MAKE EARTH FLAT AGAIN!

As voices within The United Methodist Church (UMC) continue to argue human sexuality, vis-a-vis, homosexuality, they continue to do so while ignoring the proverbial 800 pound gorilla sitting in the middle of the room.  A good example of how some of our more thoughtful UMs miss the most crucial point is exposed a quote from Rev. Jeff Greenway, who led Asbury Theological Seminary while I was matriculating there.  In a piece he wrote explaining  the purpose of the newly formed Wesleyan Covenant Association, a conservative forum for UMs, and offering thoughts on the Council of Bishops’ Commission on a Way Forward, which will try to sort out our issues of human sexuality, Rev. Greenway said (emphasis mine),

“Let me be clear—human sexuality is not the cause of our differences—it is the presenting symptom. The real causes of our division are related to the nature, role and authority of Scripture—the nature of salvation—and the work of sanctification in the life and conduct of a follower of Jesus. We are miles apart in these basic beliefs and it makes our covenantal relationship untenable. We use the same language, sometimes quote the same scriptures or Wesley sermons, but we are speaking about entirely different expressions of faith”

Rev. Greenway almost sees the 800 lb. gorilla. He is spot on that the arguments we have over homosexuality are proxies, carrying the water for deeper issues that a few, like Greenway, are either insightful or bold enough to raise to the surface. As Greenway, and a good many others who claim the “conservative” label see it, the real issue is a difference of opinion about the authority of the Bible. Alas, this is where we get stuck again because we haven’t yet dug deep enough to unearth the core issue.  Moreover, when conservatives claim that they support the authority of Scripture, then they are also claiming that the same authority is being ignored by progressives (those who support the full inclusion of homosexuals into membership and ordained ministry, and who advocate defying The Disciple in those places where it lists proscriptions against homosexuality).  This is not a debate but an indictment that gives progressives no way to respond.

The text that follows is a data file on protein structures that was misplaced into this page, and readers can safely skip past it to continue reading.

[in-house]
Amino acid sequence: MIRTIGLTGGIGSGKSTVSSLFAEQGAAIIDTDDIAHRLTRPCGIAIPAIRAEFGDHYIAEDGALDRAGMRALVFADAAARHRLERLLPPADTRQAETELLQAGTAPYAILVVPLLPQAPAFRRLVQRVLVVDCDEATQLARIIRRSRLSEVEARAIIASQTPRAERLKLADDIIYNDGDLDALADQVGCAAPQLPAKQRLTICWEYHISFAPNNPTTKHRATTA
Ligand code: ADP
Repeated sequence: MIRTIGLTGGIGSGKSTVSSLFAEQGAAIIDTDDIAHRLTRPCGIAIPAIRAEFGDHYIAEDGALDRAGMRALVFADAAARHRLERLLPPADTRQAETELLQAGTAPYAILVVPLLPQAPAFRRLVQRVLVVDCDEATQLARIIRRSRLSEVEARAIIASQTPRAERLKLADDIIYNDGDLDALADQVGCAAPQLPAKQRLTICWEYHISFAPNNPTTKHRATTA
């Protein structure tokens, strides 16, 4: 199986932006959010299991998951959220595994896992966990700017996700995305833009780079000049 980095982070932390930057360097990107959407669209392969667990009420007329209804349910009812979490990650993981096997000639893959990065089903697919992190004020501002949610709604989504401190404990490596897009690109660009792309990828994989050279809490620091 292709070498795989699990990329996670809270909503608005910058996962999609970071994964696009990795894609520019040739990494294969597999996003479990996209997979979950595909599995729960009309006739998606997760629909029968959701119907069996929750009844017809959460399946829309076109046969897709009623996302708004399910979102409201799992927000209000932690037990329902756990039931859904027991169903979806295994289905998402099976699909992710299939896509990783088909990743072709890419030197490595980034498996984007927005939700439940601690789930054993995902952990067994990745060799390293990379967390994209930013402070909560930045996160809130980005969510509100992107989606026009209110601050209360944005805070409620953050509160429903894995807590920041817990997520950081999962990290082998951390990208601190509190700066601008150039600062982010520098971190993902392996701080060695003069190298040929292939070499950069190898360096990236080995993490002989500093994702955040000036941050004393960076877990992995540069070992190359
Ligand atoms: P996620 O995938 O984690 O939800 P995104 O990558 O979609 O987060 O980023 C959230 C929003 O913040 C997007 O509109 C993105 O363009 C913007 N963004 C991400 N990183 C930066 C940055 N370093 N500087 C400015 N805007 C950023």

The very debate that we are neglecting–the 800 pound gorilla–is not human sexuality, or even the authority of Scripture (which faithful people on both sides will say is all important and inviolable), but how we interpret the Bible.

Competent, critical interpretation of the Bible is a basic required skill of all UM clergy.  The preaching, teaching, and spiritual guidance that is our business are dependent on our ability to do more than skim a page of the Bible and then simply parrot back what it says (although some scripture allows for this, e.g. “Jesus wept”). However , we can interpret the Bible using various rubrics. One common rubric is a literalist rubric that assumes what was written a long time ago in a land far away is absolutely universal in meaning. This contrasts with the kind of interpretation many of us are trained to do by using the tools of literary criticism, historical criticism, social/psychological criticism, coupled with the commentaries of the church throughout its history. Nor surprisingly, these varying interpretive rubrics can render differing interpretations of a text.

Until we begin sideline accusations about who does and does not recognize the true meaning and authority of Scripture so we can discus how we interpret Scripture, we will progress no further, and, worse, our differing positions will entrench.

Let’s stop ignoring the 800 lb gorilla—It’s not invisible.

To all nervy white folk who are anxious (or just plain panicked) about increasing ethnic and cultural diversity in America:

Become a well-rounded musician or music-listener and you might lose your fear of diversity.

As I bounce back and forth between sermon preparation and rehearsal for a piece of music I’m presenting in church tomorrow, it occurs to me that I am playing a flute traditionally used by Native Americans of the Great Plains, a guitar built by a Canadian company, all played over electronic music with roots in Europe with improvisation based on jazz, an African-American invention.